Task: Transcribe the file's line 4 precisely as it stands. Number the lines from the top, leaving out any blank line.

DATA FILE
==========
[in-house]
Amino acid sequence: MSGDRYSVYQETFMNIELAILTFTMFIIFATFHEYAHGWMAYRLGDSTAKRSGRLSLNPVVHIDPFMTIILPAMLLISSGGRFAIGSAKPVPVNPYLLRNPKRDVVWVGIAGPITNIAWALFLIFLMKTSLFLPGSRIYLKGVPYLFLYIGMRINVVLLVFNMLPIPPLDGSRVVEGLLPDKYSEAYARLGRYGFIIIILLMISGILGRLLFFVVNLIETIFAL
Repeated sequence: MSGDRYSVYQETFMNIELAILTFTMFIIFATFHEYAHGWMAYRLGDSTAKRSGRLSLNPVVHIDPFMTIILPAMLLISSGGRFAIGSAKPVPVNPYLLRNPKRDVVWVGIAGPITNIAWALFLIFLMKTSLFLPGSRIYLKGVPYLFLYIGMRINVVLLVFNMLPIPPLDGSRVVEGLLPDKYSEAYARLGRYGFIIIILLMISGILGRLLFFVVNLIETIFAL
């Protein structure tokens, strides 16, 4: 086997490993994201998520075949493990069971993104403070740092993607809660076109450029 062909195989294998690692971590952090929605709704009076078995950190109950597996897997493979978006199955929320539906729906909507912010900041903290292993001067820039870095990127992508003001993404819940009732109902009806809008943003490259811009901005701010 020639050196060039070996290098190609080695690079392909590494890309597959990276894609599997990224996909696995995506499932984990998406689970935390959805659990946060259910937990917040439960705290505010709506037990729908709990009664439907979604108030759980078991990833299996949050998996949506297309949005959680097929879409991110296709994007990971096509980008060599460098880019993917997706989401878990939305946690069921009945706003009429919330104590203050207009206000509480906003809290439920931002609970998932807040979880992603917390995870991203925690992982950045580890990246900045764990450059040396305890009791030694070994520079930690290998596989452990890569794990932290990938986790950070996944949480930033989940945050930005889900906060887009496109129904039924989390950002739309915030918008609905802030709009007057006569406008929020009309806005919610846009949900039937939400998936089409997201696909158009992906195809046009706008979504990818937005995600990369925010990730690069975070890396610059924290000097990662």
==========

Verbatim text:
């Protein structure tokens, strides 16, 4: 086997490993994201998520075949493990069971993104403070740092993607809660076109450029 062909195989294998690692971590952090929605709704009076078995950190109950597996897997493979978006199955929320539906729906909507912010900041903290292993001067820039870095990127992508003001993404819940009732109902009806809008943003490259811009901005701010 020639050196060039070996290098190609080695690079392909590494890309597959990276894609599997990224996909696995995506499932984990998406689970935390959805659990946060259910937990917040439960705290505010709506037990729908709990009664439907979604108030759980078991990833299996949050998996949506297309949005959680097929879409991110296709994007990971096509980008060599460098880019993917997706989401878990939305946690069921009945706003009429919330104590203050207009206000509480906003809290439920931002609970998932807040979880992603917390995870991203925690992982950045580890990246900045764990450059040396305890009791030694070994520079930690290998596989452990890569794990932290990938986790950070996944949480930033989940945050930005889900906060887009496109129904039924989390950002739309915030918008609905802030709009007057006569406008929020009309806005919610846009949900039937939400998936089409997201696909158009992906195809046009706008979504990818937005995600990369925010990730690069975070890396610059924290000097990662």